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  • It's undisputed that Waze Carpool is a public conveyance, however: that exclusion is overridden iff it's [also] judged a share-the-expense car pool. The question is over the applicability of the latter label, not the former. Dec 17, 2020 at 1:33
  • “So far, insurance companies haven't announced a Waze exclusion.” — actually, see my answer: it seems they HAVE: personal vehicle sharing programs. Dec 17, 2020 at 1:38
  • What person with legal standing has (dispositively) stipulated this? In a lawsuit, it would be insurance company v. insured, so are you saying that you've found a relevant case over Waze? I see how you're interpreting the exclusion clause, but I think that is the wrong reading. I'll elaborate later.
    – user6726
    Dec 17, 2020 at 1:44
  • I have not yet found any cases where this has been judged or disputed either way, but the following definition seems tailored precisely to Waze, IMO: a legal entity qualified to do “business” in this state and engaged in the “business” of facilitating the sharing of private passenger motor vehicles for noncommercial use by individuals …I, personally, don't see any room for ambiguity here (especially given the contrast with "ridesharing enterprises" / TNPs such as Uber or Lyft), but would be very interested to see your reading/elaboration. Dec 17, 2020 at 2:03
  • There is the further issue of Contra Proferentem. Dec 17, 2020 at 3:44
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Check your policy's endorsements for a personal vehicle sharing program exclusion.

In essence, if you were linked up with your fellow carpoolers by any “legal entity” that links carpoolers up (e.g. Waze — owned by Google, which is a legal entity), and your fellow riders aren't willing to pretend otherwise, you might be driving uninsured if your policy has a PVSP exclusion.

(IMO, this seems to be nothing less than a "Waze/Scoop Exclusion".)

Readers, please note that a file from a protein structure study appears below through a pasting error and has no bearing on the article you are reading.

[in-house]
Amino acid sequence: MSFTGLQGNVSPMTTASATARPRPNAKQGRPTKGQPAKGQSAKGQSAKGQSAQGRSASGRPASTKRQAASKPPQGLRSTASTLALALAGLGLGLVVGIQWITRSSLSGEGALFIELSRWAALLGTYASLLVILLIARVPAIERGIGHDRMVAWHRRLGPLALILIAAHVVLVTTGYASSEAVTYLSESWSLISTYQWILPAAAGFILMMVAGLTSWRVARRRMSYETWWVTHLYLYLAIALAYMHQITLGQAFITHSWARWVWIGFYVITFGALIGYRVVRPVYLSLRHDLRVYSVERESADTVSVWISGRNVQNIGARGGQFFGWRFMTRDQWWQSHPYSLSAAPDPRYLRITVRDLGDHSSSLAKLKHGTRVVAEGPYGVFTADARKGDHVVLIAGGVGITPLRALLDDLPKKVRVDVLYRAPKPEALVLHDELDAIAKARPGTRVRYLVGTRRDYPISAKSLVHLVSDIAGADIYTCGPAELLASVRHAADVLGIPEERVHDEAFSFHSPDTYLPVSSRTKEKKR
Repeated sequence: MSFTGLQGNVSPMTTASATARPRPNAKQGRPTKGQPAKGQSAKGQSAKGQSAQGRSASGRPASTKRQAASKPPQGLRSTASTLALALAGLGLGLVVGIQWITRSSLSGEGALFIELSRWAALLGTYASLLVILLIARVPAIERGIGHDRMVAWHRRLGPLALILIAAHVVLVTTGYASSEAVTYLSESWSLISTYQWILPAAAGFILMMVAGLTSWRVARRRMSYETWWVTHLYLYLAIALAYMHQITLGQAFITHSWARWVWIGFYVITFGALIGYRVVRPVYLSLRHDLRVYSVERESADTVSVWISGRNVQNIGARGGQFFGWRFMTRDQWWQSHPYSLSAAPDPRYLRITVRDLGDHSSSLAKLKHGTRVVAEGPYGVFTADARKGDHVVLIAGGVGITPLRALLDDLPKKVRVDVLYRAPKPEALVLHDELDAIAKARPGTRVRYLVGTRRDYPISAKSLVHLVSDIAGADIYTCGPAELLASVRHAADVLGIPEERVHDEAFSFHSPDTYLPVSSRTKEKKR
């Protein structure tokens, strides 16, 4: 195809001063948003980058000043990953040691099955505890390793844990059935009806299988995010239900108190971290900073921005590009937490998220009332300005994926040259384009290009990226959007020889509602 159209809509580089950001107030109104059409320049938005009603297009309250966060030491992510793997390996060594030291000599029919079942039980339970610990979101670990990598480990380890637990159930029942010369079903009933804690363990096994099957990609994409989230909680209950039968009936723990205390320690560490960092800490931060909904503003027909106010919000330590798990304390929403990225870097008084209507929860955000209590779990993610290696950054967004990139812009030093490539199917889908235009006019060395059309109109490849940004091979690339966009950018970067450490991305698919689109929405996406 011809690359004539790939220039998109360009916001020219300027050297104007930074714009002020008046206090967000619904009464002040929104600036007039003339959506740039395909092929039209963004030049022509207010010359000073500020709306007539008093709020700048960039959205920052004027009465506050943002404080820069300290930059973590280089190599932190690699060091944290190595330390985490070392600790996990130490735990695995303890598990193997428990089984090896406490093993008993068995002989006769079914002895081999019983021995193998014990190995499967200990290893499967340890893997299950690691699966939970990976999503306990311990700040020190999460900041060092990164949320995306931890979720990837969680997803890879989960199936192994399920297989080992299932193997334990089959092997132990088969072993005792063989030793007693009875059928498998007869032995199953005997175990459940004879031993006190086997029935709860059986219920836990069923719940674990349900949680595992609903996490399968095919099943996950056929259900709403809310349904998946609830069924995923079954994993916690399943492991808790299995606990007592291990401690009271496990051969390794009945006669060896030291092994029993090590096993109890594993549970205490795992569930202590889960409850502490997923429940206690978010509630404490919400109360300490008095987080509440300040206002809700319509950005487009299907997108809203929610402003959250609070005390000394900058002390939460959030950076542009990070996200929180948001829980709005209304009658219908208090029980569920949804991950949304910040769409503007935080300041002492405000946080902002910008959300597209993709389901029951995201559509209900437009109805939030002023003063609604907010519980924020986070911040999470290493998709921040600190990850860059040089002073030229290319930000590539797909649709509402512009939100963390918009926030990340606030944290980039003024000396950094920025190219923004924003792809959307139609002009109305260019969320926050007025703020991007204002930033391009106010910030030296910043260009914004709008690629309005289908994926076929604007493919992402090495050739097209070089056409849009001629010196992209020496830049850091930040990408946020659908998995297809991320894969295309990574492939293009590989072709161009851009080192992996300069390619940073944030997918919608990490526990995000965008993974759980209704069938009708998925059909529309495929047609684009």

Given that Waze is just a facilitator of cost-sharing carpools, and does not provide the insurance that transportation network platforms such as Uber and Lyft do for their drivers, the best path forward would be contacting your insurance agent and asking after a rider to remove this exclusion.


AUTOMOBILE AMENDATORY ENDORSEMENT

I. DEFINITIONS

C. The following definitions are added:

  • “Personal vehicle sharing program” means a legal entity qualified to do “business” in this state and engaged in the “business” of facilitating the sharing of private passenger motor vehicles for noncommercial use by individuals within this state. Private passenger motor vehicle as it relates to “personal vehicle sharing program” means a four wheel passenger or station wagon type motor vehicle insured under an automobile liability insurance policy covering anyindividuals residing in your household.
  • “Transportation network platform” means an online-enabled application or digital network used to connect passengers with drivers using vehicles for the purpose of providing prearranged transportation services for compensation.

IV. PART D - COVERAGE FOR DAMAGE TO YOUR AUTO

EXCLUSIONS

The following Exclusions are added:

  1. Loss to “your covered auto” or “non-owned auto” while being used in a “personal vehicle sharing program.”